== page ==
Asthma

22/05/2013 by admin | Respiratory

Asthma

Definition

Asthma is a common chronic inflammatory lung disease of the airways characterised by variable, reversible and recurring symptoms, airflow obstruction and bronchospasm.

Severity Symptom frequency Nighttime symptoms %FEV1 of predicted FEV1 Variability
Intermittent <1 per week 2 per month 80% <20%
Mild persistent >1 per week but <1 per day >2 per month 80% 20–30%
Moderate persistent Daily >1 per week 60–80% >30%
Severe persistent Daily Frequent <60% >30%

 

Incidence

10-15% of population

Total of 300 million worldwide

Who

More common in developed countries = ‘hygiene hypothesis’.

P/c Cough, expiratory wheeze and dyspnoea (nocturnal dyspnoea common), chest tightness, reduced O2 sats, eosinopjillia, mucus plugs, tachycardic/tachypnoeic, reduced breath sounds…

Asthma attack = tachycardia, rhoncus (=course rattling somewhat like snoring caused by bronchila secretions), accessory muscles, intercostals recession, paradoxyical pulse.

Three characteristics:

  1. 1. Airflow limitation – which is usually reversible spontaneously or with treatment
  2. 2. Airway hyperresponsiveness – to a wide range of stimuli
  3. 3. Inflammation of the bronchi – with eosinophils, T lymphocytes and mast cells with associated plasma exudation (=inflammatory), oedema, marked smooth muscle hypertrophy, mucus plugging and epithelial damage.

 

Classification

Divided into:

  1. Extrinsic – implying a definite external cause
    1. o Atopic individuals who show positive skin-prick reactions to common inhalant allergens.
    2. o Childhood asthma is often accompanied by eczema
    3. o Cause of late-onset asthma in adults is sensitisation to chemicals or biological products in the workplace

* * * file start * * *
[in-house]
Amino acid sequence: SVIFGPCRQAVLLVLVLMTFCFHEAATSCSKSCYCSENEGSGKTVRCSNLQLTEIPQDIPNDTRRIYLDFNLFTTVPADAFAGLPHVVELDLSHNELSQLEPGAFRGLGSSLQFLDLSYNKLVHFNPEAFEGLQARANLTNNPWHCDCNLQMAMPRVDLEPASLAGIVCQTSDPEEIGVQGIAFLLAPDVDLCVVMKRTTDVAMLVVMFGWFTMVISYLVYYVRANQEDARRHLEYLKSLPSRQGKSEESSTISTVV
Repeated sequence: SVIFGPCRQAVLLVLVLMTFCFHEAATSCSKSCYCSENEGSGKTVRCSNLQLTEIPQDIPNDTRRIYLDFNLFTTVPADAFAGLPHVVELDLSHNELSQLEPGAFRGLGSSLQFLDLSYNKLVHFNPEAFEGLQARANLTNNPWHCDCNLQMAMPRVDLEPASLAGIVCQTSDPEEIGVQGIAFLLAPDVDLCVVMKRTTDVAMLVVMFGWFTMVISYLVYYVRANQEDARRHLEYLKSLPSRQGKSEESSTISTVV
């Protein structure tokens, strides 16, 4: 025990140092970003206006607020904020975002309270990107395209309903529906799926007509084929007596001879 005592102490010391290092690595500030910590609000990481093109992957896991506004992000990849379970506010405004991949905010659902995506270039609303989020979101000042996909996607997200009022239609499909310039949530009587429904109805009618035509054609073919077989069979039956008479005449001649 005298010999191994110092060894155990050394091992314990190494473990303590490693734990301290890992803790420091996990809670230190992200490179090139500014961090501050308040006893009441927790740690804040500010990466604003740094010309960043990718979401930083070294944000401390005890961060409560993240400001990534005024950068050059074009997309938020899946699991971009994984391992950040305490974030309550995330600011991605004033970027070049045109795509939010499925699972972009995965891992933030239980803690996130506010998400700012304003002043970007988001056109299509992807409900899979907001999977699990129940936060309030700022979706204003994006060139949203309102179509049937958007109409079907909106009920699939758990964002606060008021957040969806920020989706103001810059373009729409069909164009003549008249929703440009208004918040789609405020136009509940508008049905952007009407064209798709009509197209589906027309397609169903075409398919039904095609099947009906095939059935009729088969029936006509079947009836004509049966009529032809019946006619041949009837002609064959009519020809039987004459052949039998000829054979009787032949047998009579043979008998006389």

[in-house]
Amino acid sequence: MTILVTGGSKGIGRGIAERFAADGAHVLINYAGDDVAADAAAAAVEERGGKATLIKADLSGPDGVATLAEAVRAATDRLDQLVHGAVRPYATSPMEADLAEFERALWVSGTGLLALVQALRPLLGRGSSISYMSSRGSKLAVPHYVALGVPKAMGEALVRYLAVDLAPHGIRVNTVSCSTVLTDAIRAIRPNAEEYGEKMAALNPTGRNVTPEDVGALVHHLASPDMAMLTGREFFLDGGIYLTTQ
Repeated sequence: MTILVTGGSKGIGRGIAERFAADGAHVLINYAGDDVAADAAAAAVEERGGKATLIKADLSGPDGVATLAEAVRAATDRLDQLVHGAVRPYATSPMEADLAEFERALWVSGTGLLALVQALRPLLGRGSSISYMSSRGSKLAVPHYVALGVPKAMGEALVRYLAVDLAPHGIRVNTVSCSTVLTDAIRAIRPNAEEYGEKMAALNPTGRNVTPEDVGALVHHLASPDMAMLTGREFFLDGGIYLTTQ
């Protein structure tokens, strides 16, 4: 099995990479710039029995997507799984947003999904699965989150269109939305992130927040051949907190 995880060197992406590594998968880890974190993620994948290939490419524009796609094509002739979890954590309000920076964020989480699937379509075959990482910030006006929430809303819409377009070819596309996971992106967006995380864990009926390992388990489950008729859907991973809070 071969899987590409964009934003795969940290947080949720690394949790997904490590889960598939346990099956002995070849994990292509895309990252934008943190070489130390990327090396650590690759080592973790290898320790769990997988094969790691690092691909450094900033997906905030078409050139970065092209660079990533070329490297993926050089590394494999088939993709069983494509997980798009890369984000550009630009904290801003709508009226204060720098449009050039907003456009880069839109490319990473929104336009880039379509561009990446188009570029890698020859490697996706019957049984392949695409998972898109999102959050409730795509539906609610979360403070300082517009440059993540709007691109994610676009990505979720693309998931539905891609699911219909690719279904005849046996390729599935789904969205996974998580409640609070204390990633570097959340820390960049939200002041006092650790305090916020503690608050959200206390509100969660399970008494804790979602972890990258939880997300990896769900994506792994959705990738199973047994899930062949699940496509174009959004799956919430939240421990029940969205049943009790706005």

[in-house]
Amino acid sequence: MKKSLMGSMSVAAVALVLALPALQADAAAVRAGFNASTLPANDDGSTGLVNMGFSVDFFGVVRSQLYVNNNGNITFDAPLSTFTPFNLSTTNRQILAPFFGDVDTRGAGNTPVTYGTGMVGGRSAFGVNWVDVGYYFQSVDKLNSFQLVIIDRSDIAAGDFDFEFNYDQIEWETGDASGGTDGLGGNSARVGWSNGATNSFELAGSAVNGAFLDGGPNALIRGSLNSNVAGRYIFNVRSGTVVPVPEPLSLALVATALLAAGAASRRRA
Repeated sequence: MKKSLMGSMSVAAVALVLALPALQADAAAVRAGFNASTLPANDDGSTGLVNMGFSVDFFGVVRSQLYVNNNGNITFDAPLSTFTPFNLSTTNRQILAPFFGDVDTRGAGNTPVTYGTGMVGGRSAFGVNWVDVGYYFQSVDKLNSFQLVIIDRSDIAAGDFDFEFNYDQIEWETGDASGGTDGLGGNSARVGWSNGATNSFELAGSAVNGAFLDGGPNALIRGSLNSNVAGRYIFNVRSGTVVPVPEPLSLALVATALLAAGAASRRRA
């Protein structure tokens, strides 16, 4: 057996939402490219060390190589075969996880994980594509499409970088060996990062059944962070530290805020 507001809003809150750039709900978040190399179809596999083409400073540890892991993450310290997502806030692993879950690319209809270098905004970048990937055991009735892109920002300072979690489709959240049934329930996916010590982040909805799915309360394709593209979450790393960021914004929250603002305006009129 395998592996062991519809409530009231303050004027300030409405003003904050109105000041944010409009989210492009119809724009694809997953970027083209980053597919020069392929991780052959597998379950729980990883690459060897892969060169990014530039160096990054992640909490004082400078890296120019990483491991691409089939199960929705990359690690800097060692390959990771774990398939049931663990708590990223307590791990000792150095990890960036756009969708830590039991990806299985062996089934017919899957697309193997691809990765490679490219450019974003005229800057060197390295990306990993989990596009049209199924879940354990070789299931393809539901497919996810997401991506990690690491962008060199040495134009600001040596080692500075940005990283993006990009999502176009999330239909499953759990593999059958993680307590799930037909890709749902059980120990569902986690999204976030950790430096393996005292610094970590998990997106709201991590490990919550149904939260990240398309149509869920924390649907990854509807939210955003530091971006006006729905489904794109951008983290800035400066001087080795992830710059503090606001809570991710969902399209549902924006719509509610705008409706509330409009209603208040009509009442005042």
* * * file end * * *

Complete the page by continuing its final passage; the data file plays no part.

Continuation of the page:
2. Intrinsic or cryptogenic – when no causative agent can be identified
    1. o Often starts in middle age

 

Investigations

Respiratory function tests

  1. Measurements of Peak Expiratory Flow (PEF) on waking prior to taking a bronchodilator and before bed after a bronchodilator.
  2. Spirometry is useful, especially in assessing reversibility.

 

Diagnosed by >15% improvement in FEV1 or PEF following the inhalation of a bronchodilator (i.e. REVERSIBLE [labile obstruction]. FIXED IRREVERSIBLE obstruction = COPD).

Aetiology – cause, risk factors

  1. Occupational sensitisers
  2. Cold air/exercise/stress
  3. Atmospheric pollution and irritant dusts, vapours and fumes, animal fur/dander, HDM faeces, pollen, isocyanates (as found in paints and pesticides).
  4. Diet
  5. Drugs
    1. o NSAIDs (particularly aspirin and propionic acid derivatives). Drugs lead to an imbalance in the metabolism of arachidonic acid due to inhibiting of COX pathway.
    2. o Beta-blockers. Inhibition of beta2 receptors lead to bronchoconstriction and airflow limitation in asthmatic patients.

 

Pathophysiology

Complex – ‘weep and sweep’

Varying clinical severity is dependent on interplay between airway inflammation and airway wall remodelling.

Inflammatory component is driven by Th2-type (CD4+) T lymphocytes which facilitate IgE synthesis.

Treatment/management

Drug treatment:

Step PEFR Treatment
1. Occasional symptoms, less frequent than daily 100% predicted As required bronchodilators (salbutamol PRN). If used more than once daily, move to step 2.
2. Daily symptoms <80% predicted Anti-inflammatory drugs. Sodium cromoglicate or low-dose inhaled corticosteroids (beclomethasone OD)

If not controlled, move to step 3

3. Severe symptoms 50-80% predicted (<60% severe) High-dose inhaled corticosteroids up to 2000ug daily